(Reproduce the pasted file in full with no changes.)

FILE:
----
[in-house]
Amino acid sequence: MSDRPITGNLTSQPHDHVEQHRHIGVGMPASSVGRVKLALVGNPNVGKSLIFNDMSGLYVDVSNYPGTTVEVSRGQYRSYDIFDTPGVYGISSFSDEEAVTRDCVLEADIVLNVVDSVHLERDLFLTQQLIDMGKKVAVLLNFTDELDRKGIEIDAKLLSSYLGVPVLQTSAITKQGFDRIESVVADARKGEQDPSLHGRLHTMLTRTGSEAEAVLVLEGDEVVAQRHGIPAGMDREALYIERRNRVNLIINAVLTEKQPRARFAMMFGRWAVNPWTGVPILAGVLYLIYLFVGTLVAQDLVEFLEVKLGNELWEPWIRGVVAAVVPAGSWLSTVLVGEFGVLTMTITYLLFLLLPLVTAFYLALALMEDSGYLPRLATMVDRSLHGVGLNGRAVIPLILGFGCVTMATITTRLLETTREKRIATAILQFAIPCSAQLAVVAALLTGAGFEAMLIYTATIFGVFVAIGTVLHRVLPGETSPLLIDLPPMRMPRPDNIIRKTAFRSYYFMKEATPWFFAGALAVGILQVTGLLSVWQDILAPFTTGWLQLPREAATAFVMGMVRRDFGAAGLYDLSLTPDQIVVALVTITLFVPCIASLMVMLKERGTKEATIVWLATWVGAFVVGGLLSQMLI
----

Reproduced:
[in-house]
Amino acid sequence: MSDRPITGNLTSQPHDHVEQHRHIGVGMPASSVGRVKLALVGNPNVGKSLIFNDMSGLYVDVSNYPGTTVEVSRGQYRSYDIFDTPGVYGISSFSDEEAVTRDCVLEADIVLNVVDSVHLERDLFLTQQLIDMGKKVAVLLNFTDELDRKGIEIDAKLLSSYLGVPVLQTSAITKQGFDRIESVVADARKGEQDPSLHGRLHTMLTRTGSEAEAVLVLEGDEVVAQRHGIPAGMDREALYIERRNRVNLIINAVLTEKQPRARFAMMFGRWAVNPWTGVPILAGVLYLIYLFVGTLVAQDLVEFLEVKLGNELWEPWIRGVVAAVVPAGSWLSTVLVGEFGVLTMTITYLLFLLLPLVTAFYLALALMEDSGYLPRLATMVDRSLHGVGLNGRAVIPLILGFGCVTMATITTRLLETTREKRIATAILQFAIPCSAQLAVVAALLTGAGFEAMLIYTATIFGVFVAIGTVLHRVLPGETSPLLIDLPPMRMPRPDNIIRKTAFRSYYFMKEATPWFFAGALAVGILQVTGLLSVWQDILAPFTTGWLQLPREAATAFVMGMVRRDFGAAGLYDLSLTPDQIVVALVTITLFVPCIASLMVMLKERGTKEATIVWLATWVGAFVVGGLLSQMLI